Aleksandr Solzhenitsyn has given us, in this epic trilogy, the story of Soviet Russia's Gulag, the prison camp system which affected, and in many cases ended, the lives of millions of citizens of the U.S.S.R. beginning in the 1920s. Its scope is at once breathtaking and horrifying - 1800 pages of the experiences of real men and women as they suffer at the hands of a regieme which can only be compared to Hitler's Reich in its compass and despotism. Solzhenitsyn draws on his own experiences and those of over 200 survivors who sent him testimony, painstakingly assembled despite the knowledge that discovery of any part of this book would have meant it never seeing the light of day.
The first volume deals with the arrests of the political prisoners, under the far-reaching 'Article 58', in which almost any kind of activity could be deemed "Anti-Soviet agitation" or other such terms which would land you a 'tenner' (10 years) or a 'quarter' (25 years) in the camps. Solzhenitsyn's descriptions of the nighttime arrests, the holding prisons, the torture and endless interrogation are genuinely terrifying - a true picture of absolute power, absolutely corrupted. The arrests left no-one untouched: returing soldiers from WW-II who had had the misfortune to be captured by the Germans were imprisoned for ten years for collaboration with the enemy; a handshake with another who was subsequently arrested was enough to bring your arrest; family members of those arrested were tortured in order to extract confessions from those brave enough to stand their own torture. Solzhenitsyn describes the horrific overcrowding of the prisons where the interrogation took place, with cells where people were unable to sit down for lack of space, where sanitation and air supply were severely restricted. In the latter stages of the book, he describes the journey to the camps in the grim Stolypin cars, where prisoners could spend several days without drink or proper food.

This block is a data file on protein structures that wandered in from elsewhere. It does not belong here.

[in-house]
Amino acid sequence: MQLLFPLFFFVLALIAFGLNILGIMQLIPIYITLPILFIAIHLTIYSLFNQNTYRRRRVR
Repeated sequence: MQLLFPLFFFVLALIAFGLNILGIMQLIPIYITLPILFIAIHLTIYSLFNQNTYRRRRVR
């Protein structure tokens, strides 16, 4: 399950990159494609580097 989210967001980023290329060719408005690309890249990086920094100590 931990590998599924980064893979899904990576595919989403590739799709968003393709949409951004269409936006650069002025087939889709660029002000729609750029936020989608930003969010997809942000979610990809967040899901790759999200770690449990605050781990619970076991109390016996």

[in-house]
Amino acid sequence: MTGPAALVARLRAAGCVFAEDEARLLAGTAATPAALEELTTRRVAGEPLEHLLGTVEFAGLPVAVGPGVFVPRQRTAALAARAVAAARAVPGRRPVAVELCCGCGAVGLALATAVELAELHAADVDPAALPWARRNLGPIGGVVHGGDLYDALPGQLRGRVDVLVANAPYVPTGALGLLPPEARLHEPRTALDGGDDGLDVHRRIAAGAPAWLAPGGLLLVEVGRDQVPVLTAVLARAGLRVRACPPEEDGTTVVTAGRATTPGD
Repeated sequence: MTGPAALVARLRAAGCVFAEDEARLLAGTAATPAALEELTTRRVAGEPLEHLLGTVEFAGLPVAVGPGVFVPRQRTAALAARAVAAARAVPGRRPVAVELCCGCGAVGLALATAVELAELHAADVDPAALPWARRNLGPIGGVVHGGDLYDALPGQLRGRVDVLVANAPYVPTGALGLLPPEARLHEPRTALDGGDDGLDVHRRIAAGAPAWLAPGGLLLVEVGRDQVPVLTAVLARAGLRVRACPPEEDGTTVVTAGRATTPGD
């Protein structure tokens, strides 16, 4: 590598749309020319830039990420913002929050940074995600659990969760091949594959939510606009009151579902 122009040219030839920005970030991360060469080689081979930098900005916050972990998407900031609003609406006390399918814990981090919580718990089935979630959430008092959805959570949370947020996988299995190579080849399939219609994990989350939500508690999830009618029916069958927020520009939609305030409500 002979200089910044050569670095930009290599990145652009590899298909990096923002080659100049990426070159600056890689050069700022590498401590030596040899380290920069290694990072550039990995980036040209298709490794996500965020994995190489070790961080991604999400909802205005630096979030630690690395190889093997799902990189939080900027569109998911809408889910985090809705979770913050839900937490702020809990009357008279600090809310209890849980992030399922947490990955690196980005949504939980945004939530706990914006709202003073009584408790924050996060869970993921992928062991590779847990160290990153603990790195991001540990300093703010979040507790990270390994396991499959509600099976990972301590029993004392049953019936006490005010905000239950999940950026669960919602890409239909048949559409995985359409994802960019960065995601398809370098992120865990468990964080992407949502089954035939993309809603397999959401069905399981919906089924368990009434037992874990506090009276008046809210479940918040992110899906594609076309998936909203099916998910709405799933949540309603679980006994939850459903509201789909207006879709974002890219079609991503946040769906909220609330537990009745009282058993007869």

The second volume deals with the camps themselves, and the conditions which prisoners had to suffer. Political prisoners (the 58's) would find themselves not only at the mercy of the camp overlords, but also the murderers, rapists and thieves (termed "class allies" by the authorities) who were thrown in with them to keep them silent. Solzhenitsyn describes the appalling conditions of forced labour in the Artic regions of Northern Russia, where prisoners died by the thousand in construction schemes shown to the West on completition as examples of Soviet ingenuity. This is the work at its most harrowing - we in the west have grown accustomed to the idea that Nazi Germany was the only perpretator of such monstrosity. It was not. It may not have even been the worst.
The final volume tells us of the escape and rebellion attempts of those unfortunates in the system, and speaks of the miracles of human strength under enormous suffering. In the closing stages Solzhenitsyn draws heavily on his own experiences to tell us of the prioners plight on release into exile, and then to the country at large. He gives a remarkable survey of life pre and post Stalin for such people, with the conclusion that very little has changed. To illustrate his point, he tells us of the massacre at Novocherkassk, little known in the west, but rivalling Tiananmen Square in ferocity.
Throughout the book, three themes are constant. The first is that as far as possible, Solzhenitsyn tells us of his sources and points out to us where they may be biased or unreliable. In so doing, he is far more open than the society he is describing. The second is the biting sarcasm, reserved mostly for those who believed in the system, and its principle architect, Stalin. The West, which stood by while all this was (is?) going on, does not get off lightly either. Lastly is Solzhenitsyn's frequent apology for the inadequacy of his work, in fear that it would not be enough
This edition has a different cover.